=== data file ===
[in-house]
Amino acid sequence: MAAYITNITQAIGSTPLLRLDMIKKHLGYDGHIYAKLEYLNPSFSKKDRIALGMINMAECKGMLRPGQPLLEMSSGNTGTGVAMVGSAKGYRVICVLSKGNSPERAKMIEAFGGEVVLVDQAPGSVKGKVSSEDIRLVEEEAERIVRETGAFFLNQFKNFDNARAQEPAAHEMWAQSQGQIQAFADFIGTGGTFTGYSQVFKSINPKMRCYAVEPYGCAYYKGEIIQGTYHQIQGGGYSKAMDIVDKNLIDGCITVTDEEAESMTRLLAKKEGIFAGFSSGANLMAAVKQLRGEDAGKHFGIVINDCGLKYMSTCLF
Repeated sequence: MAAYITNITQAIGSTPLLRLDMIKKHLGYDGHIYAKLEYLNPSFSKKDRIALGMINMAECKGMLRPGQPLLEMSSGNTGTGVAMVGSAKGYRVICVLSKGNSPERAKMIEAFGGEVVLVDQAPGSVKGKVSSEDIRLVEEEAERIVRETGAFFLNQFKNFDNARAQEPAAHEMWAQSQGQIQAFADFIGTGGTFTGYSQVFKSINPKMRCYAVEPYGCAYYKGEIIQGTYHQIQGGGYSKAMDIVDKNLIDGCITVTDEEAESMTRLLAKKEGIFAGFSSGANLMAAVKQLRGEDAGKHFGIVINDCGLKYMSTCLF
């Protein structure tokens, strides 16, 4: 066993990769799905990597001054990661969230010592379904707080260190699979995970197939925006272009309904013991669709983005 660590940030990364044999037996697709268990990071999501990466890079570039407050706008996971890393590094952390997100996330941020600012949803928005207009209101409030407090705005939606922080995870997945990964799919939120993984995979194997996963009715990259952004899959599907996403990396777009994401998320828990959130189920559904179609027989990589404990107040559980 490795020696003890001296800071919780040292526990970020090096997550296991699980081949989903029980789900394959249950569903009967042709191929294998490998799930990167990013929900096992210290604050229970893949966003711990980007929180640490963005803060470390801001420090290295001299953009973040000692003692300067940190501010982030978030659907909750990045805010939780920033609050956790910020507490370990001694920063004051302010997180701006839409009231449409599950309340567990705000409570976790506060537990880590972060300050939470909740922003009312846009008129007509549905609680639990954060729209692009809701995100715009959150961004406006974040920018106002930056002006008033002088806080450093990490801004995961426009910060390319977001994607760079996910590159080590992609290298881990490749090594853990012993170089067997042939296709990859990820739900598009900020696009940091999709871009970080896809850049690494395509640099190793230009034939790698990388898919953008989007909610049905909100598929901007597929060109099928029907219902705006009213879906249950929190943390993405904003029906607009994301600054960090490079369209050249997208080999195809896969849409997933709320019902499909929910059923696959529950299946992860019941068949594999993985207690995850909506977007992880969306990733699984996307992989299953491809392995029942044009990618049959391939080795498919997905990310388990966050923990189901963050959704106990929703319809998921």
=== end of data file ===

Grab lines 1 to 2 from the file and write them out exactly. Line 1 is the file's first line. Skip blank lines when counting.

[in-house]
Amino acid sequence: MAAYITNITQAIGSTPLLRLDMIKKHLGYDGHIYAKLEYLNPSFSKKDRIALGMINMAECKGMLRPGQPLLEMSSGNTGTGVAMVGSAKGYRVICVLSKGNSPERAKMIEAFGGEVVLVDQAPGSVKGKVSSEDIRLVEEEAERIVRETGAFFLNQFKNFDNARAQEPAAHEMWAQSQGQIQAFADFIGTGGTFTGYSQVFKSINPKMRCYAVEPYGCAYYKGEIIQGTYHQIQGGGYSKAMDIVDKNLIDGCITVTDEEAESMTRLLAKKEGIFAGFSSGANLMAAVKQLRGEDAGKHFGIVINDCGLKYMSTCLF